The job search passed quickly and I did end up at Kevin’s elementary school. When I got the class roster the day before school- guess what-Kevin was in my class. Looking back, I should have promptly transferred Kevin out of my class and into the other 4th grade class. I didn’t think about the possibility that Kevin might not regard me as a teacher- despite his grandfather’s admonition-and that became a problem for both Kevin and me.

Kevin was just thrilled about having his “ex-baby sitter-sister” as his teacher. At the start of that first day, I had to take Kevin aside to tell to refer to me by last name as all the other teachers instead of “Angela.” A grinning Kevin seemed to understand and I saw no other potential problem with having him in my classroom. But reading the standard classroom rules took an ominous turn when I mentioned that the paddle was a last resort when all other options fail to change behavior. As expected, the kids giggled as I held up the 13″x 4″x 1/4″ wooden paddle for all to see. At first Kevin just starred and then had to cover his mouth to keep from laughing out loud.

That was a sure sign of future trouble and like a snowball rolling downhill, things gradually got worse. I was a nervous rookie teacher who never really thought that I would actually need to use a paddle. Looking back, I now realize that Kevin understood that fact and slowly evolved into a”superbrat” and became the “pack leader” of a classroom of “brats.” My teacher-colleagues were supportive but they all told me the same thing: You may need to use the paddle if classroom misbehavior continues. Just like the TWP bloggers, I did not go into teaching to be a disciplinarian but was being given no other option by a child who I had known since he was a baby.

Kevin was not a bad kid but was becoming a bad influence on the rest of the class. My initial resistance to using the paddle was finally overcome one morning after he had already been kept in from recess for throwing paper airplanes several times earlier.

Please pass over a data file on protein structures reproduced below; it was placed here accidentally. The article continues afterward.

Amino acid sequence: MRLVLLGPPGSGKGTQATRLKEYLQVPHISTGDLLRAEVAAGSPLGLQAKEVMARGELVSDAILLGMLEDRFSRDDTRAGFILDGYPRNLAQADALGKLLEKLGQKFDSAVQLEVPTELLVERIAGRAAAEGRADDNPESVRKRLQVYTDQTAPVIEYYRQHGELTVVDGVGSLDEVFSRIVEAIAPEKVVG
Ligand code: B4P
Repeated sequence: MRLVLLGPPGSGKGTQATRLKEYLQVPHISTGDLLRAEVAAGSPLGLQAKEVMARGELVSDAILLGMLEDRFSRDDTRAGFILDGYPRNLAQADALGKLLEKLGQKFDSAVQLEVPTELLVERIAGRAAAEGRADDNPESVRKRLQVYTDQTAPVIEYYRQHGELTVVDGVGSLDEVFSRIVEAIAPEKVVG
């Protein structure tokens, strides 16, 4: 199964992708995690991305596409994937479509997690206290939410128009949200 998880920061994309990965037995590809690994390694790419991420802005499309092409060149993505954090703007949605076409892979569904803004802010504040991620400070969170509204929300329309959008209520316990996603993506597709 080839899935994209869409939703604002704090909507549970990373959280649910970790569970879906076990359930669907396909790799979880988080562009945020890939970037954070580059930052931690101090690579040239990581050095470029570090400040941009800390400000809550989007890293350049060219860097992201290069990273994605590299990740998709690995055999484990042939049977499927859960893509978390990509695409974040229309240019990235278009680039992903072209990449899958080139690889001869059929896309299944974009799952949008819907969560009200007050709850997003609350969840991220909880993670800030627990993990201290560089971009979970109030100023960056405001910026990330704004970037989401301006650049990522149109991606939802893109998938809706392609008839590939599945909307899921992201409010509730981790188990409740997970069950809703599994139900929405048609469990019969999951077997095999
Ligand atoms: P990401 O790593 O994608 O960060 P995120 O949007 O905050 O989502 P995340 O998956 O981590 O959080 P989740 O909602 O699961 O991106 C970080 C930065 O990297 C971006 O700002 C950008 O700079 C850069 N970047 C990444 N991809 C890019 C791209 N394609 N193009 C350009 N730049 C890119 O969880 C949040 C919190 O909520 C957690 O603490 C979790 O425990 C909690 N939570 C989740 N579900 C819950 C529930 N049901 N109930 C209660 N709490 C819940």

The final straw was when, after everyone had settled down after recess to do their reading, Kevin decided to chew some gum. Please note that while chewing gum was not allowed, whenever I caught a student doing so-I just made them spit it out onto paper and throw it away with recess sit-in only if it reoccurred that same day. But Kevin decided to chew a very large chunk of gum in a manner that the entire class could hear.

I was irritated and snapped,”Kevin, come up to my desk and spit it out!” as I held out a tissue.

“Yes, ma’am!” a grinning Kevin replied as he picked up my empty wastecan and spit the gum directly into it.

“Plunk” was the sound that reverberated around the room as Kevin and the entire class rolled in hysterical laughter- BUT I WAS NOT LAUGHING! (All I was thinking of was the gum-mess that required me to get a new waste can because of the sticky residue!)

I then reached into my desk and pulled out what I never dreamed I would ever do-my paddle- and grabbed Kevin by the left arm and escorted him out of the room. Kevin, whose back was turned to me, was startled and started to protest but I cut him off stating,”Kevin, you just blew it this time and your former waitress is about to serve up something you will NOT like!”

When we reached the teacher lounge, Kevin saw the paddle and pleaded,”Please don’t paddle me…We are ‘friends,’ aren’t we?”

I was almost inclined to just give a warning but Brenda, another teacher on break, concluded that Kevin had already had enough second chances and said,” I think, since he has already been warned several times and the paddle is out,…you need to use it.”

I nodded and sighed as I looked at a sorry Kevin and said,”Kevin, I want you to turn around and face the wall…bend over with hands on the wall…and be still.”

“Please don’t…I thought we were friends…” Kevin whinned.

“Kevin, I am your teacher now and the lack of respect you have shown me since the first week merits this…I am going to give you three… because, as your teacher, you owe me a certain level of respect… which you have not even tried to give…So…”

With that, I looked to make sure nothing was in the back pockets, took careful aim and swatted Kevin’s lower pant-seat.